Bible Commentaries
Isaiah 2

Benson's Commentary of the Old and New TestamentsBenson's Commentary


A.M. 3244. B.C. 760.

A prophecy of Christ’s kingdom, and the calling of the Gentiles, Isaiah 2:1-5 ; and rejection of the Jews for their idolatry and pride, Isaiah 2:6-9 . The great majesty and power of God, and his terrors on the wicked; with an exhortation to fear God, and not to trust in man, Isaiah 2:10-22 .

Verse 1

Isaiah 2:1. The word that Isaiah saw The matter, or thing, as the Hebrew word, הדבר , commonly signifies; the prophecy or vision. He speaks of the prophecy contained in this and the two following chapters, which makes one continued discourse. “The first five verses of this chapter foretel the kingdom of the Messiah, the conversion of the Gentiles, and their admission into it. From the 6th verse to the end of this second chapter is foretold the punishment of the unbelieving Jews for their idolatrous practices, their confidence in their own strength, and distrust of God’s protection: and, moreover, the destruction of idolatry in consequence of the establishment of the Messiah’s kingdom. The whole third chapter, with Isaiah 2:1, of the fourth, is a prophecy of the calamities of the Babylonian invasion and captivity; with a particular amplification of the distress of the proud and luxurious daughters of Sion. Isaiah 4:2-6, promises to the remnant, which shall have escaped this severe purgation, a future restoration to the favour and protection of God. This prophecy was probably delivered in the time of Jotham, or, perhaps, in that of Uzziah, to which time not any of his prophecies (and he prophesied in their days) is so applicable as that of these chapters.” Bishop Lowth.

Verse 2

Isaiah 2:2. And Or rather, now, it shall come to pass in the last days The times of the Messiah, which are always spoken of by the prophets as the last days, because they are the last times and state of the church, Christ’s institutions being to continue to the end of the world. See Joel 2:28, compared with Acts 2:17; Micah 4:1, compared with Hebrews 1:1; 1 Peter 1:20. The Jews, it must be observed, divided the times or succession of the world into three ages or periods: the first, before the law; the second, under the law; the third, under the Messiah: which they justly considered as the last dispensation, designed of God to remain till the consummation of all things. “Accordingly St. Paul tells us, that Christ appeared επι συντελεια των αιωνων , at the consummation of the ages, or several periods of the world, Hebrews 9:26; and, speaking of his own times, saith, τελη των αιωνων , the ends of the world, or conclusion of the ages, are come, 1 Corinthians 10:11. The mountain of the Lord’s house Mount Moriah, on which the Lord’s house stood, or rather, the Lord’s house upon that mount, shall be established upon the top of the mountains Shall be raised above, be rendered more conspicuous than, and shall be preferred before, all other mountains on which houses are built, and altars erected and dedicated to any god or gods. The prophet speaks figuratively. He means, that the worship of the true God should be established on the ruins of idolatry, that the true religion should swallow up all false religions, and the church of God, typified by the temple at Jerusalem, become most eminent and conspicuous, as a city on a high mountain: and shall be exalted above the hills Above all churches, states, and kingdoms in the world, and all that is excellent and glorious therein. The stone cut out of the mountain, without hands, shall become itself a mountain, and shall fill the whole earth, Daniel 2:34-35. And all nations Even the Gentile nations; shall flow unto it Shall come in great abundance and with great eagerness to embrace the true religion, and become members of the true church, like broad streams, or mighty rivers, flowing swiftly and impetuously toward the ocean, as the word נהרי , here used, signifies. Now, it is well known, this was not the case with respect to the Jewish Church at Jerusalem, or the worship there established. It never happened, during the ages that intervened between the time of Isaiah and the destruction of their city and temple, and the dispersion of their nation by the Romans, that their religion was so exalted, or made such great account of, by any nations remote or near, as is here expressed: much less did whole nations flow unto them, or unite themselves with them in the service of God, and in church fellowship. But this prophecy has been in a great measure fulfilled with regard to the Christian Church, which has so drawn to it the greater part of the civilized nations, that it has far, very far, surpassed all other religious institutions, whether Jewish, heathen, or Mohammedan: and when the last of the four kingdoms, spoken of Daniel 2:35; Daniel 2:40-45; Daniel 7:19-27, shall be destroyed, and thereby all obstructions removed, it shall be fully and perfectly accomplished, and the kingdom under the whole heaven shall be given to the people of the Most High. For the Messiah shall have dominion from sea to sea, and from the river to the ends of the earth: yea, all kings shall fall down before him, and all nations shall serve him, Psalms 72:8; Psalms 72:11.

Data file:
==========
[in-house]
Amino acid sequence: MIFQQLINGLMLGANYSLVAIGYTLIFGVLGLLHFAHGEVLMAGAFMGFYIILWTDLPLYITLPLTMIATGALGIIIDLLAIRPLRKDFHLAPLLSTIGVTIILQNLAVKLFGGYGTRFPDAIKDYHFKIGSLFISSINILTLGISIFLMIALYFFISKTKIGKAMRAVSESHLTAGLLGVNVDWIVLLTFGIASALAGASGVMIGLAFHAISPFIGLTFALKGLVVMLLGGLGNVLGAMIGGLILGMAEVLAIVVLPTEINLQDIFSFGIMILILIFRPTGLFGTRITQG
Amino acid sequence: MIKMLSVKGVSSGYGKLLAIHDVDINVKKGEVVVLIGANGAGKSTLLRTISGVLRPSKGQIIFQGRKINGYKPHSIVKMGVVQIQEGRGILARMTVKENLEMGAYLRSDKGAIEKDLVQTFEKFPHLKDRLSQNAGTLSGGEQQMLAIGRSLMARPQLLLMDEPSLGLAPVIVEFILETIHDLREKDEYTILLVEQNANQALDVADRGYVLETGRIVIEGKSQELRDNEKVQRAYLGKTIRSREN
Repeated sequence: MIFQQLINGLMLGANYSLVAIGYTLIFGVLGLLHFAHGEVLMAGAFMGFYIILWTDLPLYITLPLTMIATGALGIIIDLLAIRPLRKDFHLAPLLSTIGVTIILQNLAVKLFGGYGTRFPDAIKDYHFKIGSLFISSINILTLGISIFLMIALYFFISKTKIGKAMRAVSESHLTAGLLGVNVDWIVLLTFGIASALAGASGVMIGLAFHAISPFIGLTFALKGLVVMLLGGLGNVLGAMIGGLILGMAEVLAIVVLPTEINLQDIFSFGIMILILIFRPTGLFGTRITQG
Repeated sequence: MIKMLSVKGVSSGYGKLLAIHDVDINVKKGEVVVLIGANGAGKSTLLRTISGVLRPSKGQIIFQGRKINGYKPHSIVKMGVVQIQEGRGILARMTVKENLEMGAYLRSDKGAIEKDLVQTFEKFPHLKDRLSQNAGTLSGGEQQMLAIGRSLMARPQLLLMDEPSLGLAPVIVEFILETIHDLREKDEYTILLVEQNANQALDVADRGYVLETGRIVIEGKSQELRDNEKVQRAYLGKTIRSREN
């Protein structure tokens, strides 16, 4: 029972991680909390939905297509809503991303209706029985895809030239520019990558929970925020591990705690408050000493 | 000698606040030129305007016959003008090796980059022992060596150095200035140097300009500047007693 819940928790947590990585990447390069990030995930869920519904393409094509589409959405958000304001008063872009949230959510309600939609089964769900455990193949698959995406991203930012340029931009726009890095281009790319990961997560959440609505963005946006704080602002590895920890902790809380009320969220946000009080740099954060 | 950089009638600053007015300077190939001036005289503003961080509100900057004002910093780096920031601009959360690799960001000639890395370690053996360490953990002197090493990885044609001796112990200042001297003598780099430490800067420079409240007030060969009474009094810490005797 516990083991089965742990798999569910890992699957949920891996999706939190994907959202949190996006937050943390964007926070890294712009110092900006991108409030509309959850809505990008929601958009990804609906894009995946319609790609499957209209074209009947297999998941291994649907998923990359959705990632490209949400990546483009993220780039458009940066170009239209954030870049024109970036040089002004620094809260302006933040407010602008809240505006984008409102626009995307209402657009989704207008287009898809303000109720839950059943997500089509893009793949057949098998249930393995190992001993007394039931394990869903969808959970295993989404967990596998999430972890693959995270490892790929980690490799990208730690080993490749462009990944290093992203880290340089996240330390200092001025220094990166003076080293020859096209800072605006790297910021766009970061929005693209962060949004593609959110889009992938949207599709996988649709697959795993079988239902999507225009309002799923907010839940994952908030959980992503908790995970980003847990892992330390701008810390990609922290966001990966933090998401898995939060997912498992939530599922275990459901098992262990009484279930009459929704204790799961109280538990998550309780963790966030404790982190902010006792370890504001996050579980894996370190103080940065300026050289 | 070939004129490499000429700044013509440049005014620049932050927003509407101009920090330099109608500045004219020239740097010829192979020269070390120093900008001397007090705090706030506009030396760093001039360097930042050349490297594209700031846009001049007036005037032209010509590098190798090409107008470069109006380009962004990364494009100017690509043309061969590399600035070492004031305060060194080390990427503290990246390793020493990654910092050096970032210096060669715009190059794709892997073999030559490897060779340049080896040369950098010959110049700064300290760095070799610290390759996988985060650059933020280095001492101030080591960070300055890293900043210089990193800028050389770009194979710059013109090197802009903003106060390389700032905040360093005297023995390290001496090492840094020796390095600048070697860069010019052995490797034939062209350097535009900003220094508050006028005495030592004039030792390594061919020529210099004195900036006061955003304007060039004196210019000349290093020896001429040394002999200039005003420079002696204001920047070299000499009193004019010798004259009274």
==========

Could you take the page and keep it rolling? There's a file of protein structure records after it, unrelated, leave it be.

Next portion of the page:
Verse 3